The Great Overdue Fine Read-Off!

(please email me if it won’t open for you, and I will send it via email.)

Overdue fines: the bane of my library existence. I so wish my district just do away with the 5-cents/day fine for overdue library materials. In my experience, it is ineffective and punitive. To me, if the student has returned the book, I’m good with that. My main priority is to get books into the hands of students, and anything that prevents me from doing that is counterproductive. This is really a rant for another time, so I digress. Just know that I hate these fines.

I have tried so many things over the years in an effort to curtail the number of fines at my school. I’ve extended the checkout period from two weeks to three, delivered weekly notices, automated phone calls home, thrown popcorn parties, tried ROBOT (“Returning Our Books On Time”)–all of which have created more work for me without really making a dent in the number of fines my students have.

In my school, the vast majority of library fines owed equals less than $1. I do allow students to continue to checkout as long as their fine is 50 cents or less. I just can’t fathom not allowing checkout over a ten-cent fine.

Keeping all that in mind, I tried to make my latest scheme as easy as possible for me to manage. Very simply, students who choose to can “read off” their fines. One minute of reading=one cent of fine. So a student with a 50 cent fine could either pay the 50 cents, or he/she could read for 50 minutes to have the fine deleted.

I created bookmark reading logs for this purpose. The bookmark must be signed by a parent or the student’s ELA teacher. I am posting a PDF of the bookmark on TPT for others to use, but if you would like an editable copy of the original, just email me and I’ll send it your way! Though it is posted to TPT, it is free.

UPDATE–In the first three days of implementing the Fine Read-Off, we have had HUGE participation! Already, seven students have “read-off” a total of $3.45 in library fines (345 minutes of reading). We originally copied 30 bookmarks at a time and have had to run to the copier several more times because we kept running out. After 2 copier runs for 30 more bookmarks each time, we finally copied 100 pages (300 bookmarks), so we don’t have to keep running to the copier.

The best part is that I’ve checked out to students who haven’t checked out books since September. Last Friday alone, we circulated 480 books. The same day last year (the Friday before spring break), we circulated only 130. I attribute that 100% to the fine read-off. AND we haven’t even advertised it. I simply sent an email to the ELA teachers and have conversations with students who come in who have fines. Word has spread all on its own!

More creative ways to kiss those fines goodbye:

No Overdue Fines? How One Media Coordinator Encourages Reading Among Middle School Students–Yes, yes, YES! Ms. Allen is my kind of librarian!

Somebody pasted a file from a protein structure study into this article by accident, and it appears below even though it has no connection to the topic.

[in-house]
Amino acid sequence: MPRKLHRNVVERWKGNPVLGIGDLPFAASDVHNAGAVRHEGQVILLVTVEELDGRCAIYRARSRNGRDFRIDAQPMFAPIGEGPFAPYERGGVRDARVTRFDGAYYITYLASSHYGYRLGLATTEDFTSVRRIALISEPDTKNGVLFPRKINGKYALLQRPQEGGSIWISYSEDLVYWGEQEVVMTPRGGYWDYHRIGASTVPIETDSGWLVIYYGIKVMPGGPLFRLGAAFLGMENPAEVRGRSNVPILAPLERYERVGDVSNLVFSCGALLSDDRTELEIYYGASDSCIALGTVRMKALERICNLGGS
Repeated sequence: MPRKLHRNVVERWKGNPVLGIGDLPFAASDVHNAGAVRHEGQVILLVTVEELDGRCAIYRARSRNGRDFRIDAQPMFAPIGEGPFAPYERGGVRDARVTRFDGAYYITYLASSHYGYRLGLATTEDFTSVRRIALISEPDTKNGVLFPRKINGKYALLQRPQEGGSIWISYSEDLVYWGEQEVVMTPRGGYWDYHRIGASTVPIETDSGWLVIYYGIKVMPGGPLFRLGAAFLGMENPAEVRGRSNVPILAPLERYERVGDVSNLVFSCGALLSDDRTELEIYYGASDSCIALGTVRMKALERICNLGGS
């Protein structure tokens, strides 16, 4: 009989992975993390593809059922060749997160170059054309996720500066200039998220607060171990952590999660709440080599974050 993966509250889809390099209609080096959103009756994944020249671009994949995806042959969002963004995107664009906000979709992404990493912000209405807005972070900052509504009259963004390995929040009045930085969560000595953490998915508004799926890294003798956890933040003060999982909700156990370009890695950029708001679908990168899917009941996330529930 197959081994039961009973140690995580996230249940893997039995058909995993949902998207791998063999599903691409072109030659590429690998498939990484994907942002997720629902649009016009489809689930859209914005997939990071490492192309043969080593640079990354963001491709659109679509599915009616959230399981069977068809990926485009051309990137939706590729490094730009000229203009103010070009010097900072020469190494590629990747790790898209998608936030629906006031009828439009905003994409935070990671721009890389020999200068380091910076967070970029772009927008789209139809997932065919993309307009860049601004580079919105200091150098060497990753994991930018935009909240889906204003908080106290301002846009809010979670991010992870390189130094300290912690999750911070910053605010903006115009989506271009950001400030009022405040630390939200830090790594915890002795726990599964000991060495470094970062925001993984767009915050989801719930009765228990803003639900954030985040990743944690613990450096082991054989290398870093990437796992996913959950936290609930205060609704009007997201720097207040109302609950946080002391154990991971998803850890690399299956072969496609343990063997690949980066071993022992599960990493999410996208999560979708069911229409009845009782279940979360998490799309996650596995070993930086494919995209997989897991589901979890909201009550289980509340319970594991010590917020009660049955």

When Is It Due? And Other Thoughts on Library Vocabulary –Flexibility is key for middle school librarians. A great discussion on the impracticality of overdue fines and due dates.

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  • Love this idea! I hated fines in my middle school library so I started a "Food for Fines" program. When a student brought in a non-perishable food item I forgave their fines. Once a box of food was collected, it was donated to the local food bank.
    During conferences I was explaining this program to a parent who told me he was wondering what had happened to all the canned lima beans in the pantry!

    • I did "food for fines" a couple of years ago in the month of December. I didn't have very much participation, but I think if I did that on an ongoing basis, it would be more popular.

  • I made the decision a long time ago if I ever got the opportunity I was going to do away with fines. That time came 15 years ago when I came to the Guam. Yep I went to administration and told them that the only thing that fines did successful was to make the patron mad. I still generate notices and if the book isn't returned one month after the final notice a charge is placed on the school bills. This school year I have billed around 20 times and the miracle happen when the parent saw the charge on the bill and the book came back. I wave all but a processing fee.

    • Robert, I need to check with my new school in China. Really, really hoping there are no overdue fines there. If there are, maybe I can talk to admin to see if we can get that changed. It does nothing but discourage students from checking out–totally counter to what I am trying so hard to do every day.

  • I am so glad that I am in control of the fines situation at my school – I do not charge fines, but like Robert (whom I worked with and who I remember as Mr. Bob 🙂 ), I do send notes home when the book is so late it's marked lost. The dollar amount on that bill is an amazing motivator for the students to return their books. 😀

    • Yes, ma'am! I just wrote an update at the bottom of my post–after only three days, I've seen a huge increase in circulation!

  • We don't do fines. We do charge for lost books. Some student's parents don't care and will never pay. I have created a contract and with teachers' permission have the student work off the lost book(s). I had them come in and wash books, dust, wipe down computers, stamp cancelled books. 20 minutes per $1. When they finished, I forgave the book.


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